This poor things isn’t going to be winning any beauty pageants, and especially not in the rushed, omg-it’s-10p.m., why-aren’t-you-ready-yet way I cooked it, but this torte should not be underestimated. It’s some delicious stuff.
Though this is far from the most pitiful offender on the cooking backlog list, I still won’t admit how many weeks ago I made this. However, I do remember that I had a hankering for potatoes that week, and not just any potatoes, but yukon golds. As Alex always says, my cravings come with very specific instructions.
But summer doesn’t seem the right time our typical preparation–chunked and roasted until brown with salt, pepper and olive oil–and this torte, cut with yellow summer squash is lighter and perfect, especially served right from the oven with a green or tomato salad.
If you’re like me, you’re probably going to look at the recipe and think, doesn’t that sound a little bland? And “sound” is the choice descriptor there, because this is anything but, and the secret is that it’s perfectly seasoned. There are few better homages to the value of the right level of seasoning–salt and pepper both–than the depth this recipe gets out of relatively simple ingredients.
Herbed Summer Squash and Potato Torte
Adapted from Bon Appetit, June 2001
This torte can easily be made ahead and reheated as you need it for guests. In fact, it’s even better reheated because there is something about potatoes that have been cooked twice–they getting browner at the edges and more tender inside, creating an excellent contrast.
New note, 5/31/12: Just wanted to let you know that I made this the other night with the season’s first summer squash as a single torte in a 10-inch cast iron skillet. I created 4 layers of potatoes and 3 of the squash and it was a bit tall going into the oven, almost overflowing, but it absolutely bakes down into a lovely height. I recommend lightly buttering or oiling your foil if you use this method, so that it doesn’t stick to the top layer of potatoes before they shrink down. It needed about 10 minutes more baking time to get tender. Just like the original, we liked it even more reheated on day two (and three). But I think I will make it this way for now on because it felt simpler and heartier. It’s been a side dish for us for three nights.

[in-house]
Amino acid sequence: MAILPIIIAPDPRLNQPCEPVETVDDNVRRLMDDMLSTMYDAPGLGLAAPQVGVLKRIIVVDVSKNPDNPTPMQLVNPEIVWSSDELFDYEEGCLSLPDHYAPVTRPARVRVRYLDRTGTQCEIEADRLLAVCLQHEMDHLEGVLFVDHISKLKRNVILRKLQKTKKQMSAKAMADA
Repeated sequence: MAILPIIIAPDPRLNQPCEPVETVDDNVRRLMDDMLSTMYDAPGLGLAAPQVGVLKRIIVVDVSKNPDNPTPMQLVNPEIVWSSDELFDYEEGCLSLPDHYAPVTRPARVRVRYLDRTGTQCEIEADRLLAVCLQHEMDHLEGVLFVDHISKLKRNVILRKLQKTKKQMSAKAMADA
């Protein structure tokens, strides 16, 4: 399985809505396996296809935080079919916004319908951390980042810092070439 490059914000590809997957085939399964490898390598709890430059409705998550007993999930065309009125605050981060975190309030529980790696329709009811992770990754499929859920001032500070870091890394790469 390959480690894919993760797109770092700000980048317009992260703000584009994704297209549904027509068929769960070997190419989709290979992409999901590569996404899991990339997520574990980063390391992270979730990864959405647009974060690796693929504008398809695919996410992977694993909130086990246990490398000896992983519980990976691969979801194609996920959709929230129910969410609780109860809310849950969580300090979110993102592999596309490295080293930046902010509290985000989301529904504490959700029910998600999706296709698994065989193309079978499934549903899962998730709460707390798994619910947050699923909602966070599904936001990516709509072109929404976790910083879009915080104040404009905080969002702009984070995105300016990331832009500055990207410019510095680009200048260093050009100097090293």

Makes 8 servings
1 bunch green onions, thinly sliced
1 cup grated Parmesan cheese
2 tablespoons all-purpose flour
1 tablespoon chopped fresh thyme leaves
1 1/2 teaspoons salt
3/4 teaspoon ground black pepper
2 pounds Yukon Gold potatoes, peeled, cut into 1/8-inch-thick rounds
12 ounces yellow crookneck squash or regular yellow or green summer squash, cut into 1/8-inch-thick rounds
6 teaspoons olive oil
Preheat oven to 375°F. Butter two 8-inch-diameter cake pans. (Deb note: I had only a 9-inch pan around, so what you see in my pictures is slightly thinner.) Set aside 1/4 cup sliced green onions. Toss remaining green onions, cheese, flour, thyme, salt and pepper in medium bowl to blend.
Layer 1/6 of potatoes in concentric circles in bottom of 1 prepared pan, overlapping slightly. Layer 1/4 of squash in concentric circles atop potatoes. Drizzle with 1 teaspoon oil. Sprinkle with 1/6 of cheese mixture. Repeat with 1/6 of potatoes, then 1/4 of squash and 1 teaspoon oil. Sprinkle with 1/6 of cheese mixture. Top with 1/6 of potatoes. Drizzle with 1 teaspoon oil. Sprinkle with 1/6 of cheese mixture and press gently to flatten. Repeat procedure with second cake pan and remaining potatoes, squash, oil, and cheese mixture.
Cover pans with foil. Bake until potatoes are almost tender, about 40 minutes. Remove foil; bake uncovered until tortes begin to brown and potatoes are tender, about 25 minutes longer. (Can be made 6 hours ahead. Cool. Cover with foil and chill. Rewarm, covered with foil, in 350°F oven until heated through, about 30 minutes.)
Cut each torte into wedges. Sprinkle wedges with 1/4 cup green onions; serve.